• on Feb 17th, 2009 in Ideas Worth Exploring | 23 comments
    The Postal Service requires full addresses on most mail, but this creates unnecessary complications for small local businesses such as pizza parlors and dry cleaners that simply want to send a flyer to every address in the surrounding area. It would be much easier for them to bring a stack of unaddressed mail pieces to the Postal Service and let the Postal Service deliver one to each address.

    The Postal Service previously worked on a concept called Neighborhood Mail to meet this need. Using Neighborhood Mail, a business could send unaddressed mail to potential customers in the community it serves. The Postal Service would tell the business how many pieces were necessary to cover the delivery area and charge it for delivery. Such a service is not unusual. Many postal services in other countries offer unaddressed mail service.

    Neighborhood Mail, however, has its opponents. Newspapers, which compete with mail for local advertising, opposed the development of the Neighborhood Mail concept in the past. Neighborhood Mail would also compete with mail consolidators and alternate delivery providers which currently help small businesses deliver information to the community. In addition, unaddressed mail could raise environmental concerns, so the Postal Service might want to offer households the ability to opt out of receiving Neighborhood Mail.

    What do you think about Neighborhood Mail? Are there other services the Postal Service could introduce to help local communities?

  • on Jan 16th, 2009 in Ideas Worth Exploring | 14 comments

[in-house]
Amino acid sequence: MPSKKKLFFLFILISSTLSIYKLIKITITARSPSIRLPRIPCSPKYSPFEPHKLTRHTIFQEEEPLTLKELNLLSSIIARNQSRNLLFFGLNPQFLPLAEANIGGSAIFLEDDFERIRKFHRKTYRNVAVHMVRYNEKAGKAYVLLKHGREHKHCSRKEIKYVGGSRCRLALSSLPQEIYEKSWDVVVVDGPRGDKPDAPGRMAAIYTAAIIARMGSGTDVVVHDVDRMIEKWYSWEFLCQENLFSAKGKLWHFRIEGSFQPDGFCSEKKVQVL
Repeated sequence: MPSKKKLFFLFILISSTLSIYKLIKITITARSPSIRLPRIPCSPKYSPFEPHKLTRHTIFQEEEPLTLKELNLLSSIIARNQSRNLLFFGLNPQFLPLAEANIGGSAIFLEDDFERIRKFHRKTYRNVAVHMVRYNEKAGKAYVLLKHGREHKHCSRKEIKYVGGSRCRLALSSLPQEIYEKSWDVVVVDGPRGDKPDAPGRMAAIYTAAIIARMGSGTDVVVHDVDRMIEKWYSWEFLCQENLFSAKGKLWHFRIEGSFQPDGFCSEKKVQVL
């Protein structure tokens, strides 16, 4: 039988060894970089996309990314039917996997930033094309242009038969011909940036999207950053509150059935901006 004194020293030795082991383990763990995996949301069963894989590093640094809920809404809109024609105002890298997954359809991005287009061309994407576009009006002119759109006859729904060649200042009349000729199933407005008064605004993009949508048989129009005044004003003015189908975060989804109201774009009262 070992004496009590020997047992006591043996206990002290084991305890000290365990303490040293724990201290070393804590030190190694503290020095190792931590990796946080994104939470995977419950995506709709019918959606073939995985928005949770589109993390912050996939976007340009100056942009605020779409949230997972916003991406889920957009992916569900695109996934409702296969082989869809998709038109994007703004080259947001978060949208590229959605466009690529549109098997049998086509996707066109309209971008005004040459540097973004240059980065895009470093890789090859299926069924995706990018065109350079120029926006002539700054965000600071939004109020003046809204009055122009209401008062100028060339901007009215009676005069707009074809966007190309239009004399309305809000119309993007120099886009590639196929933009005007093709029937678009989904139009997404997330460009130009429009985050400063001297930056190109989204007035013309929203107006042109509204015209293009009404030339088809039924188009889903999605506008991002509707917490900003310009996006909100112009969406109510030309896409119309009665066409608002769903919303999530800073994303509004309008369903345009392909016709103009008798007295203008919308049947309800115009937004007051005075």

A recent presentation by Deutsche Post describes the German delivery and logistics company’s efforts to transform its retail network. One particularly interesting innovation is self-service Packstations. Like the U.S. Postal Service’s APCs (Automated Postal Centers), these kiosks allow customers to ship packages. However, Packstations also provide 24-hour access for parcel pickup. Customers can register to receive their packages at any packstation in the country. When the package arrives, the recipient receives an e-mail or text message. Rather than rushing to the post office before it closes, customers can use their card and pin number to retrieve it at any time. This convenience is particularly helpful for people who have no way to get to a post office when it is open.

    Deutsche Post already has 1,500 Packstations in Germany and is planning to add 1,000 more. What do you think about Packstations? Would you use one?

    Should the U.S. Postal Service look into providing 24-hour parcel pickup? If so, how? What about combining APCs with parcel pickup?

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